In China, there are about 300 McDonalds restaurants; but in the US, where there are about 13,000 McDonaldses, there are more than 40,000 Chinese eateries.
McDonalds opened in China in late 2005, but apparently the first US Chinese restaurant was opened in 1849 in San Francisco.
Chinese food arrived in America in the mid-1800s with laborers imported to work the California gold rush. By the 1890s, Chinese restaurants had opened in big cities on both coasts. Most early Chinese immigrants were from Canton, in southern China, and brought that city's cuisine. As Chinese cooks adapted to their new land, they came up with new dishes, including chop suey, chow mein, egg foo young, and the fortune cookie.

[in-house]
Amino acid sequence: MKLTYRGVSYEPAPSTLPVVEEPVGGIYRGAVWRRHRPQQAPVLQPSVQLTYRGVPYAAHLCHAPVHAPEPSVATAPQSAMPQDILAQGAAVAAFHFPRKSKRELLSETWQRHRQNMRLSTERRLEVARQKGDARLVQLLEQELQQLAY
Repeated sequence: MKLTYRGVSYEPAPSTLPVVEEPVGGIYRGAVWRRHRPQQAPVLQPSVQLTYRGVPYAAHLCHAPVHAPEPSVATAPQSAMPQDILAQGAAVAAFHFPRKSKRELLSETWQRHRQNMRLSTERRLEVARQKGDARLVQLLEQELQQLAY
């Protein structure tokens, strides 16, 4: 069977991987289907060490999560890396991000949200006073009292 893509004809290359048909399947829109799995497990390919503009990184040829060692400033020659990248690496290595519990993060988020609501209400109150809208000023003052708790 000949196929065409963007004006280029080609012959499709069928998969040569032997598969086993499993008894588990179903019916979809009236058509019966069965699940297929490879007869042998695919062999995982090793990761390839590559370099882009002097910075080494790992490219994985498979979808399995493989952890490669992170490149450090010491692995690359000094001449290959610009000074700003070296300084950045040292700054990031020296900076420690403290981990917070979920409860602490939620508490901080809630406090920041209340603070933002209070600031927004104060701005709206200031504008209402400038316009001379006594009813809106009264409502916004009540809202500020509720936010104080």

Chinese restaurateurs, aware of how intimidating the new cuisine could be, encouraged ordering "family style" and devised the "one from Column A, one from Column B" system to simplify selection. Chinese restaurants also welcomed blacks and Jews when other establishments shunned them. Christmas dinner at a Chinese restaurant is still a tradition for many American Jewish families.
Chinese-American cuisine changed after 1965, when increased immigration from Asia was permitted. Spicier Sichuan and Hunan dishes from northern Chinese provinces, began replacing former Cantonese favorites. New immigrants sought opportunities throughout the US. For example, in 1971 there were 28 Chinese restaurants in Utah. Now there are more than 250. (info from U.S. News & World Report, and other sources)